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Henry Crabb Robinson, 1775-1867, was an English diarist, journalist, and lawyer. He practiced law occasionally and served (1808-9) as war correspondent for the London Times. His voluminous correspondence and diaries are a mine of information about his literary acquaintances, among them Goethe, Schiller, the Wordsworths, Coleridge, and Lamb.
Born a dissenter, Crabb Robinson was shut out from English university life and studies, but as a compensation he went to Germany in 1800, when it was comparatively rare for an Englishman. In Germany, he spent more than five years, became acquainted with everyone who was worth knowing, and returned home in 1805.
Directly upon his return, he resumed his acquaintance with English men of letters who had become famous or who were just rising into notice, and established himself on an intimate footing with many of the most distinguished. Coleridge he knew intimately. He was a frequent visitor and trusted and loving friend of Charles Lamb and William Wordsworth.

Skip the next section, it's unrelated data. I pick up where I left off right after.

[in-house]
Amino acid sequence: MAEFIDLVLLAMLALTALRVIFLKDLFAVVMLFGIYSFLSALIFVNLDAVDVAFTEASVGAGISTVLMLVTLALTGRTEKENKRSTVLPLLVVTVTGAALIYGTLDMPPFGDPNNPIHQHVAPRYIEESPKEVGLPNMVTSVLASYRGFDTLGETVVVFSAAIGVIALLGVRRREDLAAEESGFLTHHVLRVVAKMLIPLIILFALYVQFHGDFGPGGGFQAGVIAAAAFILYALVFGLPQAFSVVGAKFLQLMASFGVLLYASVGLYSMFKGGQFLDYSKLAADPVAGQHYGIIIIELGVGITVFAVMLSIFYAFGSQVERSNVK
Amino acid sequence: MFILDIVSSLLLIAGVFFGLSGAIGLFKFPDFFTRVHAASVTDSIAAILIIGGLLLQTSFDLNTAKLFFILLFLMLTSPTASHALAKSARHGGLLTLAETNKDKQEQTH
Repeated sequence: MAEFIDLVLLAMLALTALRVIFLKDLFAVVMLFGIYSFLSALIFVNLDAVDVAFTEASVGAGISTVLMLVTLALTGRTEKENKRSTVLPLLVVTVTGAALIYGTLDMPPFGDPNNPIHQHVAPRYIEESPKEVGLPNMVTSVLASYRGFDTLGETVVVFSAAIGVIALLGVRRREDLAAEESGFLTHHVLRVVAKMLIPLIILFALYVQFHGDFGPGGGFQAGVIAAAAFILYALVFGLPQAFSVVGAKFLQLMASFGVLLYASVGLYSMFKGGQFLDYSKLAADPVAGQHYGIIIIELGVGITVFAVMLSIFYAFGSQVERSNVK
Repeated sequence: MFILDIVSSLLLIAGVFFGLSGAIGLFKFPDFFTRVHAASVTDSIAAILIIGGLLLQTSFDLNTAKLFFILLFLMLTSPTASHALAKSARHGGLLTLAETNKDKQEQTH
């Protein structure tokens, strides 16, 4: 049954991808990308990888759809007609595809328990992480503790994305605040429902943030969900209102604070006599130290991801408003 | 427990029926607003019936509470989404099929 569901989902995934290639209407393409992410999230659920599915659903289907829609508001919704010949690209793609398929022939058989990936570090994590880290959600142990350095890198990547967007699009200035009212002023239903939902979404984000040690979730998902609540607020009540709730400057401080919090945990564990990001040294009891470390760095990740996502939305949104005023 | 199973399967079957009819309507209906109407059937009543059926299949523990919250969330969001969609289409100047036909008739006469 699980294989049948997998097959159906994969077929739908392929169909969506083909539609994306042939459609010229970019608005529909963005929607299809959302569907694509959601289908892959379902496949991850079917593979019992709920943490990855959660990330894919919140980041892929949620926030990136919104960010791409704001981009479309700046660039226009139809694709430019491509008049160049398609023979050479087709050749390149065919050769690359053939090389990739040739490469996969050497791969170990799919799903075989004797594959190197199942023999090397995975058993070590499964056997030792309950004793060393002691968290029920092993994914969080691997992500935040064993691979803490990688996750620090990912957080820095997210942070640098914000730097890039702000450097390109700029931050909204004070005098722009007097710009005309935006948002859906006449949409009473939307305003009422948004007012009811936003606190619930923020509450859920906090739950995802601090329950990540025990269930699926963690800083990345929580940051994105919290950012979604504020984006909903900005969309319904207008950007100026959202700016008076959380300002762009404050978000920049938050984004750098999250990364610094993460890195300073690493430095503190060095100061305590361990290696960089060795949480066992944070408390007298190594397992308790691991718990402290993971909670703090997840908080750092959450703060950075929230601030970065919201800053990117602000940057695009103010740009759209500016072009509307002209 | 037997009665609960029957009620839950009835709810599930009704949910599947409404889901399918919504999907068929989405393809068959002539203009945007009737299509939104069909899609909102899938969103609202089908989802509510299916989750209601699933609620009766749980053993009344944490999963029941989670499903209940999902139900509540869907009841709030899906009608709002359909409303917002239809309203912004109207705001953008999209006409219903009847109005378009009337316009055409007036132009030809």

This long-lived man, who knew everybody and was interested in everybody and everything, kept a diary with great minuteness. He wrote an abundance of long letters and recorded his reminiscences of the more important events and personages whom he had seen.
This collection contains nearly 22,000 pages of information in 29 volumes of diaries, 32 volumes of travel journals, four volumes of reminiscences, and three volumes of translations of Crabb Robinson's shorthand notes. It provides a unique insight into the lives and works of many of Europe's most famous literary, scientific, and political figures during the first half of the nineteenth century.
Whether the change involves a print-to-electronic transition or a space reclamation project, there are bound to be questions, concerns and even resistance.
“These testimonies take the historical stories out of the realm of history and place them in the realm of the human.”